Cranes serve various purposes. Naturally, each crane has its own operating and service requirements. For example, while some cranes can be driven on roads, others must be assembled at the job site. One of the most common cranes used today is the crawler crane. Understanding how a crawler crane works can help you approach your project with greater confidence.
Crawler cranes are composed of a standard cab mounted on a crawler undercarriage. The undercarriage uses tracks instead of wheels to navigate the terrain in construction sites. Additionally, the upper deck rotates a full 360 degrees, and it features a box or lattice boom with an optional extension. It also has a wire rope with a hook, grapple, or other attachment at the end of the boom.
Crawler cranes use tracks—such as those found on a tank—for movement. Unlike other cranes, crawler cranes do not use outriggers for stability. The lattice boom is lighter than booms found on other cranes, so crawler cranes have a wider operating radius due to the lesser boom weight. Still, crawler cranes cannot move from site to site due to their considerable size. Often, they must be assembled on-site, and they may need an assist crane for unloading. Renting a crawler crane can help you reduce the time and cost needed for delivery and maintenance.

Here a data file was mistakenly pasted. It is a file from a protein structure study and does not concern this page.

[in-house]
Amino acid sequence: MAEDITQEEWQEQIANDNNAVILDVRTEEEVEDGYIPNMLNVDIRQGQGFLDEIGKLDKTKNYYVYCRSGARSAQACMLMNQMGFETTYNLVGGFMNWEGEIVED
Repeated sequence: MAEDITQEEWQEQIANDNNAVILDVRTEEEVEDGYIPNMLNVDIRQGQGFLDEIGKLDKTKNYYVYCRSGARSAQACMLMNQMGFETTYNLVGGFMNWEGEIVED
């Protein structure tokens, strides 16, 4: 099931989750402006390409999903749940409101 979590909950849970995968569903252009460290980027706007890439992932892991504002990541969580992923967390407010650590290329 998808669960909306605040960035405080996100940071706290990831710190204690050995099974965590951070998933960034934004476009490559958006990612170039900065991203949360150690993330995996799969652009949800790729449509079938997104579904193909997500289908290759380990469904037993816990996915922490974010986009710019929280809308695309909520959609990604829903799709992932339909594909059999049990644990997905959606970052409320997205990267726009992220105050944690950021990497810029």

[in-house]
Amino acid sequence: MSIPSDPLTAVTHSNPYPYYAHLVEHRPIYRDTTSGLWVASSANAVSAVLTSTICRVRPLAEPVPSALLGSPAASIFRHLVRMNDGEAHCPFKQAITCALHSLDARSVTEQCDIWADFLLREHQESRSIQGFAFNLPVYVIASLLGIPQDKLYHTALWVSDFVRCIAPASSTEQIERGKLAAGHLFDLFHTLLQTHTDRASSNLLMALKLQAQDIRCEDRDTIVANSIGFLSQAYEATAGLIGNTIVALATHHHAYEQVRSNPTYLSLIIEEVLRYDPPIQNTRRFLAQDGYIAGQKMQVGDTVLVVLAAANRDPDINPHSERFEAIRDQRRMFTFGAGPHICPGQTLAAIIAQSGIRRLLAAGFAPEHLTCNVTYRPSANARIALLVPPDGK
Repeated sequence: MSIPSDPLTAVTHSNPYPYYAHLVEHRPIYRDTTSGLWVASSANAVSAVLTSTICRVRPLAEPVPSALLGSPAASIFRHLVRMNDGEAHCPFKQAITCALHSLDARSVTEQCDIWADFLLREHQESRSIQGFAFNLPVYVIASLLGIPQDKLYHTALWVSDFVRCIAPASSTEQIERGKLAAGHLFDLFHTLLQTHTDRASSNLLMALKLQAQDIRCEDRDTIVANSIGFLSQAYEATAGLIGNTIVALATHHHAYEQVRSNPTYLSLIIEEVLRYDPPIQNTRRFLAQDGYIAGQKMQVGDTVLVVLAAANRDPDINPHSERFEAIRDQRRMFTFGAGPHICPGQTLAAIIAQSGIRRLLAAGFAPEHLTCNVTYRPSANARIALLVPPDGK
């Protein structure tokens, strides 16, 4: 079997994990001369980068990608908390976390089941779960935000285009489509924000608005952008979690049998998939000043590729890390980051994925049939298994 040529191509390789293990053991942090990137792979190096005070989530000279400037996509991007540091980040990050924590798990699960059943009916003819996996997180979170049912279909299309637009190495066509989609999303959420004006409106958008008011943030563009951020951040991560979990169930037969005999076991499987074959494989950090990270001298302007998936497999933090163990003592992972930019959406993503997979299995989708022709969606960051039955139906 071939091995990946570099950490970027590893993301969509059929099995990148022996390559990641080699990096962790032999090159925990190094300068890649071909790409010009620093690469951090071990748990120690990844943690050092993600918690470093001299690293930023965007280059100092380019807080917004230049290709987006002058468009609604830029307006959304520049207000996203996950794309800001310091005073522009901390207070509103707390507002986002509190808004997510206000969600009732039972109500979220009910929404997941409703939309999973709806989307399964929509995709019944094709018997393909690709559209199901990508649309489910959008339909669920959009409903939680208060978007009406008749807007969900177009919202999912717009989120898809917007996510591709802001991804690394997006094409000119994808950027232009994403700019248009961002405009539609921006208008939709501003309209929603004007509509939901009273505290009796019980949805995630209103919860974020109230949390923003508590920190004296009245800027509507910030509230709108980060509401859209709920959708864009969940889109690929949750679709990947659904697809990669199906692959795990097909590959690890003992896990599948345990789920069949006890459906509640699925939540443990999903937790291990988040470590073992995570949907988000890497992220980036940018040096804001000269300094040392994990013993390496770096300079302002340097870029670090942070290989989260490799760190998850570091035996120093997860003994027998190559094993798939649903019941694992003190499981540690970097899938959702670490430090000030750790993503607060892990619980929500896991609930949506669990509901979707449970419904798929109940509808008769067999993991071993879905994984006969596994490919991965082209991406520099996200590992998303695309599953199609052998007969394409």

While the lattice boom is lighter than others, it still offers great lifting capacity to the crane. They are efficient for large-scale construction projects. Due to their size, these machines primarily act as stationary lifts within a confined workspace. Despite this limitation, crawler cranes still provide a great option for projects requiring heaving lifting. Their design and weight distribution allow for a wide work radius without the use of outriggers for support.
NessCampbell Crane + Rigging has the right crane to serve your specific needs. Call our Portland office today at (503) 283-3111 to check out our selection of premium crane equipment.